We want to understand the world in its historical particularity, how and why it has gotten to be the way that it is, and why that is insupportable. You, however, simply want to make sure that it goes on as long as possible. Regardless of the quality, regardless of the consequences, regardless of anything other than your collected capacity to declare that it's a nasty world out there, but at least we have our decency. At least we sit high enough to look out over the killing fields. At least we got here by legal measures. And how dare they. How dare they.
Ό,τι ως τώρα ήταν «κανονικό» έχει εξατμιστεί. Έχουμε εισέλθει στους μετακανονικούς καιρούς, την ενδιάμεση περίοδο όπου οι παλιές ορθοδοξίες έχουν πεθάνει, οι καινούργιες δεν έχουν ακόμη αναδυθεί και τίποτε δεν φαίνεται να έχει νόημα. Για να σχηματίσουμε μιαν άποψη για το άμεσο μέλλον, οφείλουμε να κατανοήσουμε τη σημασία αυτής της μεταβατικής περιόδου η οποία χαρακτηρίζεται από τρία C: πολυπλοκότητα (complexity), χάος (chaos) και αντιφάσεις (contradictions). Οι τρεις αυτές δυνάμεις ωθούν και συντηρούν τους μετακανονικούς καιρούς, οδηγώντας σε αβεβαιότητα και διαφορετικούς τύπους άγνοιας που καθιστούν την λήψη αποφάσεων προβληματική και αυξάνουν τους κινδύνους για τα άτομα, την κοινωνία και τον πλανήτη. Σύμφωνα με το άρθρο, οι μετακανονικοί καροί απαιτούν να εγκαταλείψουμε τις ιδέες «του ελέγχου και της διοίκησης» και να επαναστοχαστούμε πάνω στις έννοιες της προόδου, του εκσυγχρονισμού και της αποδοτικότητας. Ο δρόμος προς τα μπρος πρέπει να βασίζεται στις αρετές της ταπεινότητας, της μετριοφροσύνης και της υπευθυνότητας, οι οποίες είναι απαραίτητες για μια ζωή μέσα στην αβεβαιότητα, την πολυπλοκότητα και την άγνοια. Πρέπει να φανταστούμε τους εαυτούς μας έξω από τους μετακανονικούς καιρούς και μέσα σε νέα εποχή κανονικότητας – εξοπλισμένους με ηθική πυξίδα και ένα ευρύ φάσμα οραμάτων παρμένων από την πλούσια ποικιλία των ανθρώπινων κουλτουρών.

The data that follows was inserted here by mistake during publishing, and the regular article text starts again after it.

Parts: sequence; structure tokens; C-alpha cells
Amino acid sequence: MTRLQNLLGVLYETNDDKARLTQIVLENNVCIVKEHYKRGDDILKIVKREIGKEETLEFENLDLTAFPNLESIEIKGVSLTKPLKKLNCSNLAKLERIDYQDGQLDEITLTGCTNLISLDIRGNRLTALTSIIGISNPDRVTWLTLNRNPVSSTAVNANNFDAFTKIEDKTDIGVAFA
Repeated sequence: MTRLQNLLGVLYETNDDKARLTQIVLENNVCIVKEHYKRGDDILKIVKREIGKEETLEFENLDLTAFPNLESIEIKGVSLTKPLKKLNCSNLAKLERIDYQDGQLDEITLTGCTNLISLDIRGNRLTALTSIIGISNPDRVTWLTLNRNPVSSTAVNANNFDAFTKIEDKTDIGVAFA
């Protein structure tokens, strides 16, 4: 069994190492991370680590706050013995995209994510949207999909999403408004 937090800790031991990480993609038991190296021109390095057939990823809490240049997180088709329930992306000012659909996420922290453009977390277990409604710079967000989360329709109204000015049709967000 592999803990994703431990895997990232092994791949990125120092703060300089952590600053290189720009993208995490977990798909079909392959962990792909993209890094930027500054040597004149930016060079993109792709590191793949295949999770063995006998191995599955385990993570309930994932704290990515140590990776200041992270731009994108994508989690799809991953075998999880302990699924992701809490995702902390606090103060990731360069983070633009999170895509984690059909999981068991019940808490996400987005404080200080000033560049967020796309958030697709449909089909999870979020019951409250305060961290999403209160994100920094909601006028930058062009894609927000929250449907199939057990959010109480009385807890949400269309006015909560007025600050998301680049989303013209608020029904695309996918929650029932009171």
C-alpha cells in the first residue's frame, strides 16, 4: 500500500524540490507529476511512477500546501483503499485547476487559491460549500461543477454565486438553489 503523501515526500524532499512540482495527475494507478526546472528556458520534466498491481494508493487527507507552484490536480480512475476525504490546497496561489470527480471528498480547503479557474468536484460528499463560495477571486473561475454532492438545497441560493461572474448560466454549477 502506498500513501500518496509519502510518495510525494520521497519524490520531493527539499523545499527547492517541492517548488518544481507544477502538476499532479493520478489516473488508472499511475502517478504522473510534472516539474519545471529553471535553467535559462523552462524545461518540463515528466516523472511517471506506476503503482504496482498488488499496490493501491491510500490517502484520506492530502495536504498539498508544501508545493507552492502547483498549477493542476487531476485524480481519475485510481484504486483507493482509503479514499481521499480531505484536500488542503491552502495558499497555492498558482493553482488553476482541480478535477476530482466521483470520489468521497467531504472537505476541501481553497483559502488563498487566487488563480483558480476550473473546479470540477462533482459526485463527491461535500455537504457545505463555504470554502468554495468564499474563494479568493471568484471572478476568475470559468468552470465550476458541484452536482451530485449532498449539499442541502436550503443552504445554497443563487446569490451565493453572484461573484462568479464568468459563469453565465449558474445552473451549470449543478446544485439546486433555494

This paper explores an artwork - Black Shoals Stock Market Planetarium, by Lise Autogena and Joshua Portway - as a visual metaphor of the conditions of digital labour in the contemporary financial sphere. The experience of networked trading, the nature of the meta-commodity that is bought and sold, and the aesthetic of the ‘creative city’ that has grown up around the electronic exchanges are shown to cohere into the larger pattern of a predatory society, where ‘super-empowered individuals’ eat away the social framework that spawned their own increasingly precarious existence. Such is the destiny of the flexible personality. In conclusion, the paper inquires into the philosophical principles, scientific calculations and aesthetic figures that could chart another future.
Communisation and socialisation is not forming a contradiction. The contradiction remains that between capital and the proletariat. It does not become an internal contradiction within the proletariat. Even if there is a future total opposition between the two perspectives they are intertwined and both implicated in the contradiction capital–proletariat. The struggle of the proletariat against capital becomes the abolition of classes by the expropriation of capital. But this very action, in its opposition to capital, revives the affirmation of work when it is interrupted by the capitalist class (it is there that the gains exist that we have seen). This provisional and default affirmation of work advances a social state of which the future will be a social State, thus a counter-revolutionary form. The revolutionary movement must ceaselessly oppose itself to that which it has posed. The process of self-transformation into immediately social individuals can, in the struggle against capital and thus the capitalist class, also be a struggle against proletarians defending the proletarian condition. A struggle of communisation against socialisation.